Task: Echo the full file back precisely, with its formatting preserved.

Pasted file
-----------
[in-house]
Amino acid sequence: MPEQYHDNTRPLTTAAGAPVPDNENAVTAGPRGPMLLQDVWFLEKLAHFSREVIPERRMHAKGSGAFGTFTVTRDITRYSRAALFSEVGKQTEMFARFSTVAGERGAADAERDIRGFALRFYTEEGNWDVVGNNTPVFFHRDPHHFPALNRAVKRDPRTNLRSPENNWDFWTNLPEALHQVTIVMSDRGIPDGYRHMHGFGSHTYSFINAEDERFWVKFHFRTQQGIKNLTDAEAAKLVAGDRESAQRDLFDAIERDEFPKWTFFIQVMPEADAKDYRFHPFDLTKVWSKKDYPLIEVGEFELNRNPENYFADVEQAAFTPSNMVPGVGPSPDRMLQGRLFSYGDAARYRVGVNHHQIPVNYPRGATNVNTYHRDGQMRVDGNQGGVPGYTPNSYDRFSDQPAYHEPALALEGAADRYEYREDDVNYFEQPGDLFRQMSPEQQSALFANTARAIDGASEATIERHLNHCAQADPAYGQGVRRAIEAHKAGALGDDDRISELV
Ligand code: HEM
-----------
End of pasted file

[in-house]
Amino acid sequence: MPEQYHDNTRPLTTAAGAPVPDNENAVTAGPRGPMLLQDVWFLEKLAHFSREVIPERRMHAKGSGAFGTFTVTRDITRYSRAALFSEVGKQTEMFARFSTVAGERGAADAERDIRGFALRFYTEEGNWDVVGNNTPVFFHRDPHHFPALNRAVKRDPRTNLRSPENNWDFWTNLPEALHQVTIVMSDRGIPDGYRHMHGFGSHTYSFINAEDERFWVKFHFRTQQGIKNLTDAEAAKLVAGDRESAQRDLFDAIERDEFPKWTFFIQVMPEADAKDYRFHPFDLTKVWSKKDYPLIEVGEFELNRNPENYFADVEQAAFTPSNMVPGVGPSPDRMLQGRLFSYGDAARYRVGVNHHQIPVNYPRGATNVNTYHRDGQMRVDGNQGGVPGYTPNSYDRFSDQPAYHEPALALEGAADRYEYREDDVNYFEQPGDLFRQMSPEQQSALFANTARAIDGASEATIERHLNHCAQADPAYGQGVRRAIEAHKAGALGDDDRISELV
Ligand code: HEM